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DPI Rolls Out New Cine, dVision PJ Models

9/08/2011 12:01:00 AM Eastern

INDIANAPOLIS — Digital Projection International
(booth 4340) will take the wraps off a number of highperformance
projectors, including new 3D offerings.

It also announced a new three-year parts and labor
warranty policy, covering projectors and accessories
employed in standard-use applications.

The program applies to every DPI projector and accessory
delivered after June 15, 2011, DPI said.

Meanwhile, the company is showing two additions
to its DLP Highlite Cine series, distinguish by high light
output.

The Cine 330 model features 4,500 lumens of
brightness while the Highlite Cine 660 offers 8,000
lumens of brightness. Prices for the models begin at
$23,995 and vary by options used.

Both models join the Highlite Cine 260 in the line.

The new models are said to be equally suited to
both dedicated theaters and normal ambient-light living
spaces.

Both are capable of excellent imagery on screen
sizes measuring up to 12 feet wide, DPI said.

The units are designed to deliver DLP 3-chip image
fidelity for a variety of home applications with medium
to large screens, at a price point that competes with
top-end single-chip solutions.

Installation is flexible due to the Highlite Cine’s compact
chassis design and lens-shift range of 120 percent
vertical and 30 percent horizontal.

Multiple lens options provide further flexibility, with
0.77 and 1.16:1 fixed lenses plus zoom lenses with
throw ratios ranging from 1.45 to 6.76:1, DPI said.

Connectivity includes two HDMI inputs on the
Highlite Cine 330 and one on the Cine 660, as well
as RGB via D-15, component, composite and S-Video
inputs.

DPI will also unveil the dVision 35-1080p 3D, which
is billed as a dual-lamp, single-chip DLP 3D projector.

The projector is said to be equally capable of delivering
both active and passive-glasses-based 3D pictures,
and produces 4,500 lumens of brightness.

The unit’s oversized, precision optics are said to
lend installers extra flexibility in system mounting.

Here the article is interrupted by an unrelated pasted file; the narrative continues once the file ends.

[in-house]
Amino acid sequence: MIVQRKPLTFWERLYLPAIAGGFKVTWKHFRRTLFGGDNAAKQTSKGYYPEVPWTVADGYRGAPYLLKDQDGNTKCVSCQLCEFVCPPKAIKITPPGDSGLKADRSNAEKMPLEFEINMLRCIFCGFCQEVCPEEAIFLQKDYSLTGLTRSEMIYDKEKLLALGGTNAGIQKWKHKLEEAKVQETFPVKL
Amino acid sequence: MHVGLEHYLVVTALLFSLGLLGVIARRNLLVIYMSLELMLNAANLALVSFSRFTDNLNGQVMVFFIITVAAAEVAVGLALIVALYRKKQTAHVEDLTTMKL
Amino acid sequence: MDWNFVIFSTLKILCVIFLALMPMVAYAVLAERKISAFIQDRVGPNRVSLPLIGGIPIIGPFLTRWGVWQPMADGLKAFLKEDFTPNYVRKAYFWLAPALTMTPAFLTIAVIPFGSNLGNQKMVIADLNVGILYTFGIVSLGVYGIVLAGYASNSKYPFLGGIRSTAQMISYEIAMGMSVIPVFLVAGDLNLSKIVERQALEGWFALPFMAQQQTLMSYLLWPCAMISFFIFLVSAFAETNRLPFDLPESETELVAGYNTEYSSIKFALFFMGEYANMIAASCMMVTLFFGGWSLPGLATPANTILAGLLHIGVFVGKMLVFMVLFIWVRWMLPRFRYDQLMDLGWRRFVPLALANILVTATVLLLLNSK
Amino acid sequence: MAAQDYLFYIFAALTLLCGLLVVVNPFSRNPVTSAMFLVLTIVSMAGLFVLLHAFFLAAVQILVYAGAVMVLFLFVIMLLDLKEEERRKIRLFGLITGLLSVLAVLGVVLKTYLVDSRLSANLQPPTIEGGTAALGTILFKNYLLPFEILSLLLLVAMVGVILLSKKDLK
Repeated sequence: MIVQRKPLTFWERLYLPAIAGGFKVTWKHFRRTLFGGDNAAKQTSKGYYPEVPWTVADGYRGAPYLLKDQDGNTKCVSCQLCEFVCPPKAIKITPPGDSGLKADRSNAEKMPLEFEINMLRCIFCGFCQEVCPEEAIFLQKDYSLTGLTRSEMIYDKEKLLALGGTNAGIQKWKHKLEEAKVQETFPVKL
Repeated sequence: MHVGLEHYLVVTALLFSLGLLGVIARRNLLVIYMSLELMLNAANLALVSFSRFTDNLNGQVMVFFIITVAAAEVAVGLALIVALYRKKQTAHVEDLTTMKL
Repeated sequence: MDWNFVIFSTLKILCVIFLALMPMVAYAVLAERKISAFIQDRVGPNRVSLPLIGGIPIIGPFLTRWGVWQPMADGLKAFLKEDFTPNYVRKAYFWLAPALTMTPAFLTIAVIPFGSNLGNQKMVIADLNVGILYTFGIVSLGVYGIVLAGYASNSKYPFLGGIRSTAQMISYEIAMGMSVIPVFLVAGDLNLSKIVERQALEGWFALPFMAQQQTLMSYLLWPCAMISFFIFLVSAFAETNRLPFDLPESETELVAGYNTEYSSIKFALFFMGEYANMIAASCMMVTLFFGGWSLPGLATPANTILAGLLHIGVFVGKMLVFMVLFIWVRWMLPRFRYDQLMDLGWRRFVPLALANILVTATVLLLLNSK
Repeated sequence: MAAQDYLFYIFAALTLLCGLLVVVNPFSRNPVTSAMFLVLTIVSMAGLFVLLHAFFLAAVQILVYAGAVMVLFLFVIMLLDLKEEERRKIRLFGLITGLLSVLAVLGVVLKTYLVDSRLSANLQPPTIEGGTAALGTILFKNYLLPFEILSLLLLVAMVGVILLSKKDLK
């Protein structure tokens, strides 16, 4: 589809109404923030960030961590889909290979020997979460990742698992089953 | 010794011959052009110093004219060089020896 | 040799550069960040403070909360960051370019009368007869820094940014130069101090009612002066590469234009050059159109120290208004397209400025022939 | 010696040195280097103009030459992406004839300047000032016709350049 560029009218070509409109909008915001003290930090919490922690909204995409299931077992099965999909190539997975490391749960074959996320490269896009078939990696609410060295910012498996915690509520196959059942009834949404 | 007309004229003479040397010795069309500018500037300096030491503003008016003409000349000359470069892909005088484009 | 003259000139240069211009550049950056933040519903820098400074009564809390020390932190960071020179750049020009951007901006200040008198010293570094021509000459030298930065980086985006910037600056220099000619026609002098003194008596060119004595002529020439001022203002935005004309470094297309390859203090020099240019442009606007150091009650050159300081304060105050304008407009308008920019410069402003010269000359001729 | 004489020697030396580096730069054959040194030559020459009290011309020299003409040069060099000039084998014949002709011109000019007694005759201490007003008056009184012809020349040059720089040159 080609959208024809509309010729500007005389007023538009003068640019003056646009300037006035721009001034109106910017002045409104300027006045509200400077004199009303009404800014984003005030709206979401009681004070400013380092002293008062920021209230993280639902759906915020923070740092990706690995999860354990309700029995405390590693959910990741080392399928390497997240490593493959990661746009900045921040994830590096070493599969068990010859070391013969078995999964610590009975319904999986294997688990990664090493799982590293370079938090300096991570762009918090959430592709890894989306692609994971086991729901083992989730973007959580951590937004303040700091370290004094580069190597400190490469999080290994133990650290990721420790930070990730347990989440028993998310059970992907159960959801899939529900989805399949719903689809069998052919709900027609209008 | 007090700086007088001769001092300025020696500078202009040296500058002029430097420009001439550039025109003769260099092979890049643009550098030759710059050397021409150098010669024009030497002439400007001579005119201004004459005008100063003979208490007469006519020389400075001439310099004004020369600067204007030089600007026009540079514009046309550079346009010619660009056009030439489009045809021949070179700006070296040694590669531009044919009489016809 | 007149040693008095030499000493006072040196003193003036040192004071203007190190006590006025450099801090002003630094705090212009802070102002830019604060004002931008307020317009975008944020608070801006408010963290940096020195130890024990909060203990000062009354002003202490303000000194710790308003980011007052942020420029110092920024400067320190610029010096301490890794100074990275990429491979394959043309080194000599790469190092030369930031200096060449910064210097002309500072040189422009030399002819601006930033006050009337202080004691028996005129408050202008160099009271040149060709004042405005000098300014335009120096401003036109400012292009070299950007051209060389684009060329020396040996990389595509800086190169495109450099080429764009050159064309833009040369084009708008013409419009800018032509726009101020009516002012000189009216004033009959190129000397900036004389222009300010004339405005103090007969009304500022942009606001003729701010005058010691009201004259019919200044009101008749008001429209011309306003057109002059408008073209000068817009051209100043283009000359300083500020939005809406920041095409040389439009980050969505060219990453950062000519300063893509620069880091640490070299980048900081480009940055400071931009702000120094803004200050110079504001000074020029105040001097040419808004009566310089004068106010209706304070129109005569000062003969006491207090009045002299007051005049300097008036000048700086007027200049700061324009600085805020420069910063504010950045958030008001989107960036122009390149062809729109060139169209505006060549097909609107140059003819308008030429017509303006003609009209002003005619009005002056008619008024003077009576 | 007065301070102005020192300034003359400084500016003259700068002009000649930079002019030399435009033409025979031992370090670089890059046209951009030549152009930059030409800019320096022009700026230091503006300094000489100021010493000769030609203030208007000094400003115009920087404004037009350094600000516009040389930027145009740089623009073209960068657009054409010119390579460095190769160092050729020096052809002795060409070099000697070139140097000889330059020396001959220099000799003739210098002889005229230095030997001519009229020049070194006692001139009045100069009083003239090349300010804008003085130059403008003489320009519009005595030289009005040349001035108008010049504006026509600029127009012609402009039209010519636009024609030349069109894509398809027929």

It employs two 300-watt lamps with a user-adjustable
iris, allowing optimization of black levels balanced against
a maximum light output of 4,500 lumens. Synchronization
with 3D glasses can be done either via IR or DLP link.

In addition, for larger-audience 3D applications,
the dVision 3D can be outfitted
with an optional LCD modulator to
be used in tandem with a silver screen
and inexpensive passive 3D glasses,
DPI said.

Other key features include dual color
wheels, X-port architecture to simplify
upgrading input cards, and full 1,920 by
1080p HD resolution at a 120Hz refresh
rate.

Seven lens options and easy ceilingor
table-mounting hardware are available
for the dVision 35-1080p 3D.

Prior to the show, the company announced
the M-Vision Cine 3D with
DLP DarkChip technology for screens
up to 14 feet wide, as well as bright 2D
imagery for screens up to 20 feet wide.
The M-Vision Cine 3D is priced between
$17,995 and $18,495, depending
on the lens selected.

Both fixed- and zoom-lens options
are available for the M-Vision Cine
3D, allowing for expanded installation
flexibility.

Brightness is listed at 5,500 lumens.

Installation is accommodated by a
lightweight chassis design, and lensshift
range of 30 percent horizontal and
120 percent vertical. Multiple easy-tochange
lens options provide further
flexibility, with throw ratios ranging from
1.25 to 3.0:1, DPI said. A fixed lens with
0.73:1 throw ratio is also available. Connectivity
includes two HDMI inputs, as
well as RGB via D-15, component, composite
and S-Video inputs.